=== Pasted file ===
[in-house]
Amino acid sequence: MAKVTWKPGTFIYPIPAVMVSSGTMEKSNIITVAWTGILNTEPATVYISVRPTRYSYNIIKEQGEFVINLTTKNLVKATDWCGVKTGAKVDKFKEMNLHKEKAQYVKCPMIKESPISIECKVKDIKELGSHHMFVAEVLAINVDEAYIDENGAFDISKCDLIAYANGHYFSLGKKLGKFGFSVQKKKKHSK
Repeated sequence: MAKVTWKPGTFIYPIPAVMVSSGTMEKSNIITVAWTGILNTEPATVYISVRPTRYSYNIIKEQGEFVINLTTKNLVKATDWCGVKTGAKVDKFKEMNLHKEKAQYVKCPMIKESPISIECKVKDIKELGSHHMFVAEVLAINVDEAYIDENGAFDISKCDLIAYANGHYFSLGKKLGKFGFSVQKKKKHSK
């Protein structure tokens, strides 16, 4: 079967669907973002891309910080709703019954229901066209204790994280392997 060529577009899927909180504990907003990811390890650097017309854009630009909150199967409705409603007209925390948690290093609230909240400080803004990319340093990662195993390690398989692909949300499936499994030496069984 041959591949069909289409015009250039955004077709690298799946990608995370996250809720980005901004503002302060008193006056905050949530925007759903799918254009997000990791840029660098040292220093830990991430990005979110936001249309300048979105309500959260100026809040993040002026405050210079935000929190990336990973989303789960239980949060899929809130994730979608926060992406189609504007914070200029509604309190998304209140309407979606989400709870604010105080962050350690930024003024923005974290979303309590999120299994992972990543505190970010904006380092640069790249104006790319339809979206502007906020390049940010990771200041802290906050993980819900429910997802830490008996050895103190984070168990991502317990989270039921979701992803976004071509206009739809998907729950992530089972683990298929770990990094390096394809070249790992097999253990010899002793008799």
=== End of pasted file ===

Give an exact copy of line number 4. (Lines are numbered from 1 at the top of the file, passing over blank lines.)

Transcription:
């Protein structure tokens, strides 16, 4: 079967669907973002891309910080709703019954229901066209204790994280392997 060529577009899927909180504990907003990811390890650097017309854009630009909150199967409705409603007209925390948690290093609230909240400080803004990319340093990662195993390690398989692909949300499936499994030496069984 041959591949069909289409015009250039955004077709690298799946990608995370996250809720980005901004503002302060008193006056905050949530925007759903799918254009997000990791840029660098040292220093830990991430990005979110936001249309300048979105309500959260100026809040993040002026405050210079935000929190990336990973989303789960239980949060899929809130994730979608926060992406189609504007914070200029509604309190998304209140309407979606989400709870604010105080962050350690930024003024923005974290979303309590999120299994992972990543505190970010904006380092640069790249104006790319339809979206502007906020390049940010990771200041802290906050993980819900429910997802830490008996050895103190984070168990991502317990989270039921979701992803976004071509206009739809998907729950992530089972683990298929770990990094390096394809070249790992097999253990010899002793008799």